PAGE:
A test fixture for the magnetic resonance imaging system comprises a mounting plate which during a test procedure is positioned at a reference location within the electromagnet coil assembly. A test coil unit includes a housing with a portion adapted to fit within any one of the apertures in the mounting plate and also includes a receptor for a test substance. Commonly the test substance is contained within a vial that is placed into an aperture in the receptor.
A coil, formed by a plurality of turns of an electrical conductor wound around a coil form, is located within the housing. An electrically conductive shield extends substantially around the coil within the housing. Preferably the shield consists of a cylindrical form which a conductive material applied to the surface of the form.
In the preferred embodiment of the present invention, stackable spacer modules also are provided to enable the test coil assembly to be located at different distances above the mounting plate. Each spacer module has an opening for receiving part of either the test coil housing or another spacer module. Each spacer module also has a portion that fits within any one of the apertures in the mounting plate, as well as within the opening of another spacer module or test coil housing. The spacer modules and the test coil housing are provided with locking mechanisms to hold them in place once assembled onto the mounting plate.
A purpose of the present invention is to provide a fixture which is used to generate signals for troubleshooting and calibrating a magnetic resonance imaging system.
Another object is to provide the fixture which a test coil that has a high quality factor to be able to produce a strong NMR signal from a test substance placed within the system during a test procedure.
A further object of the present invention is to provide the test coil with a mechanism that inhibits interaction of the test coil with other coils and components of the magnetic resonance imaging system.
FIG. 1 is a partial cross-sectional view of electromagnet assembly for an NMR imaging system;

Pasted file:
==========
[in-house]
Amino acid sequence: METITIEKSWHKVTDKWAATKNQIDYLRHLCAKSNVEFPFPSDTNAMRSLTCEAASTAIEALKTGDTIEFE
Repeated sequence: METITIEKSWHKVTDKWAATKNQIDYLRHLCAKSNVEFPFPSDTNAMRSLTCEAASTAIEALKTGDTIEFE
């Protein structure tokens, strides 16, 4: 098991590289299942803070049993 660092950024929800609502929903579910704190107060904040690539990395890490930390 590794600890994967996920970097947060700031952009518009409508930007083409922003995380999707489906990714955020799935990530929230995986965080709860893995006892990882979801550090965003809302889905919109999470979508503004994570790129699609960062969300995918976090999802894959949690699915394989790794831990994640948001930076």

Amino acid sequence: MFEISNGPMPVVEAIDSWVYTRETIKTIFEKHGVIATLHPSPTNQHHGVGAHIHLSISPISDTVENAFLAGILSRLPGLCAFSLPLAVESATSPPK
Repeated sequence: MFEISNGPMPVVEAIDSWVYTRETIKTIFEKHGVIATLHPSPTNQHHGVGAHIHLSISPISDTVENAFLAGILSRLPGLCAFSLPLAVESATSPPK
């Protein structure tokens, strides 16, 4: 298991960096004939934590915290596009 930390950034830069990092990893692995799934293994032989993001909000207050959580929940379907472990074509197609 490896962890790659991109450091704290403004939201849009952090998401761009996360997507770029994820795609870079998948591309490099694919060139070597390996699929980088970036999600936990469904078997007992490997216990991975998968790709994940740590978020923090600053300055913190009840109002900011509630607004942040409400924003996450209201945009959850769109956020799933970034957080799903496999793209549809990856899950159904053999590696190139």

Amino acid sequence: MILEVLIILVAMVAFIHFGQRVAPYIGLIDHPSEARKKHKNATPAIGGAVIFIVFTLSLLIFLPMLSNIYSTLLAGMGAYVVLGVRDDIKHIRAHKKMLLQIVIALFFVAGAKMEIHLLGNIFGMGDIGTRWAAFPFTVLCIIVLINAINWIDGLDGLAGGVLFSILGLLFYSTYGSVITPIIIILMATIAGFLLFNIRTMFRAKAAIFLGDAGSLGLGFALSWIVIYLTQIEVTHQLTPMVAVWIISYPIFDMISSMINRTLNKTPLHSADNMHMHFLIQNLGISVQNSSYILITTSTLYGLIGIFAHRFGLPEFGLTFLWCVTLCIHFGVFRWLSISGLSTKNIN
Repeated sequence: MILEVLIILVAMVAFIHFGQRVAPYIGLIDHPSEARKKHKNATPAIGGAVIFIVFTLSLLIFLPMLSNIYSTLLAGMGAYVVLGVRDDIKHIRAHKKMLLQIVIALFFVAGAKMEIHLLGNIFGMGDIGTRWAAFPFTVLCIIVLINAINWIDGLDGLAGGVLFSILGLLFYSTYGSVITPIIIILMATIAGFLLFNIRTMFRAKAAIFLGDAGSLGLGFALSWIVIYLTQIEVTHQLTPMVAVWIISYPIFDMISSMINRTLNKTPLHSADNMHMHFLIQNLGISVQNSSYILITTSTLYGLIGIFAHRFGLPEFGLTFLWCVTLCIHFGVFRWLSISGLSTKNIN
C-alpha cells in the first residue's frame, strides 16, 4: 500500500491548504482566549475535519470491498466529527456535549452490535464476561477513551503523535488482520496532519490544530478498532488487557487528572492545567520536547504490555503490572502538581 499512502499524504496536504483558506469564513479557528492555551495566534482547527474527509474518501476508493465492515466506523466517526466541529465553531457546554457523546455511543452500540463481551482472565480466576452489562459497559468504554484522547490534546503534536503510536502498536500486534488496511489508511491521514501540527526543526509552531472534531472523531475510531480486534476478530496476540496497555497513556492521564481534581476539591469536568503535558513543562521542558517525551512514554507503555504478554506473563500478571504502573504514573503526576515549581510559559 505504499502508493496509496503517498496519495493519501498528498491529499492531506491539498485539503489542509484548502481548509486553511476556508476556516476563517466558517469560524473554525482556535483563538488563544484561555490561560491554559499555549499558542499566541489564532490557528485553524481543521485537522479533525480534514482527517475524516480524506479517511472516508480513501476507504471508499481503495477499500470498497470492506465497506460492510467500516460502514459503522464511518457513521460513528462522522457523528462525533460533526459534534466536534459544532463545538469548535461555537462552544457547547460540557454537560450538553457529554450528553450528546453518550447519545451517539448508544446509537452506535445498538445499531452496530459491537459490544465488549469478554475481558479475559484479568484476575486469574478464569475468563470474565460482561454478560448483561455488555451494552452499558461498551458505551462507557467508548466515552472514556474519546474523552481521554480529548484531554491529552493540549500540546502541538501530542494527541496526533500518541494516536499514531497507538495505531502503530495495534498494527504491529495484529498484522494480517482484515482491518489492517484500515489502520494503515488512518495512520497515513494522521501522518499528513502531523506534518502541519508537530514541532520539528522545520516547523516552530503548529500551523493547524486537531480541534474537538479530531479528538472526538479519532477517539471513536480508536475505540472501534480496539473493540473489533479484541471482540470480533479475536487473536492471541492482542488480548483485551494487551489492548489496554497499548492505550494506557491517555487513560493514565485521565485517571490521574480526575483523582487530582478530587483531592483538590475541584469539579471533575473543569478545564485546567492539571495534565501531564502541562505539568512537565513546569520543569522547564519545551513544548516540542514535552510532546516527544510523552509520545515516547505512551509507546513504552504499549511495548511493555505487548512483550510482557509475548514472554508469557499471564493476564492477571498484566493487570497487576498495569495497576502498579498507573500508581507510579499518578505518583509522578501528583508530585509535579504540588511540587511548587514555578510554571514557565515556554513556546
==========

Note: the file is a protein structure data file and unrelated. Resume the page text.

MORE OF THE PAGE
FIG. 2 is a circuit block diagram of an exemplary NMR imaging system incorporating a test apparatus according to the present invention;
FIG. 3 is a schematic circuit diagram of the T/R switch and power divider in FIG. 2;
FIG. 4 is a isometric view of the test apparatus;
FIG. 5 is an exploded view of a test coil assembly of the test apparatus; and
FIG. 6 is a schematic circuit diagram of the test coil assembly.
With initial reference to FIG. 1, an NMR imaging system 10 includes a magnet assembly 12 formed by a plurality of super conducting electromagnet coils enclosed in a conventional hollow cryostat chamber. The magnet assembly 12 has a generally cylindrical shape about a longitudinal axis that defines an interior volume 14 within which a human patient can be placed on table cradle 18 for imaging.
FIG. 2 illustrates a control circuit 20 for the NMR imaging system 10 which has been configured for testing with the present apparatus. The control circuit 20 includes a pulse control module 22 which provides conventional, properly timed pulse sequences under the direction of a computer 24. The pulse control module 22, in turn, governs gradient power supplies 26 drive gradient coils 28 within assembly 12 to produce the magnetic field gradients Gx, Gy and Gz which are directed in mutually orthogonal X, Y and Z axis directions of a Cartesian coordinate system. An isocenter 16 of the Cartesian coordinate system exists in the interior volume 14 at which all three magnetic field gradients have zero magnitude. The pulse control module 22 also controls a radio frequency synthesizer 29 which is part of a transmitter 30 within a RF transceiver system, portions of which are enclosed by dashed line block 32. An RF modulator 34 receives the output of the synthesizer 29 and is controlled by the pulse control module 22. The RF signal from modulator 34 is amplified by a power amplifier 36 and applied to an input of a transmit/receive (T/R) switch 38.
During normal imaging operation, the transmit/receive switch 38 couples the RF excitation signal from the power amplifier 36 to an RF coil within the magnet assembly in order to excite the spinning of nuclei in the patient being imaged. After the excitation ceases, the relaxing nuclei in the patient emit magnetic resonance signals, which are picked up by the same RF coil and coupled by the transmit/receive switch 38 to a receiver 40. The receiver has four channels which can be utilized to detect signals from coil arrays, if desired. The digitized output from each channel of the receiver 40 is applied via an interface circuit 42 to computer 24 for processing to produce NMR images of the patient for display on control panel 44.
In order to calibrate or troubleshoot NMR imaging system 10, a special test fixture 50 is placed on table cradle 18 within the magnet assembly 12 as shown in FIG. 1. A transverse plane 51 in the interior volume 14 and passing through the isocenter 16 bisects the test fixture 50. The test fixture 50 has a test coil 52 which is connected to the transmit/receive switch 38 in place of the RF coil normally used for imaging. For test purposes, an eight-way power divider 46, eight-channel preamplifier 47 and a four-of-eight selector couple the transmit/receive switch 38 to the four input channels of receiver 40.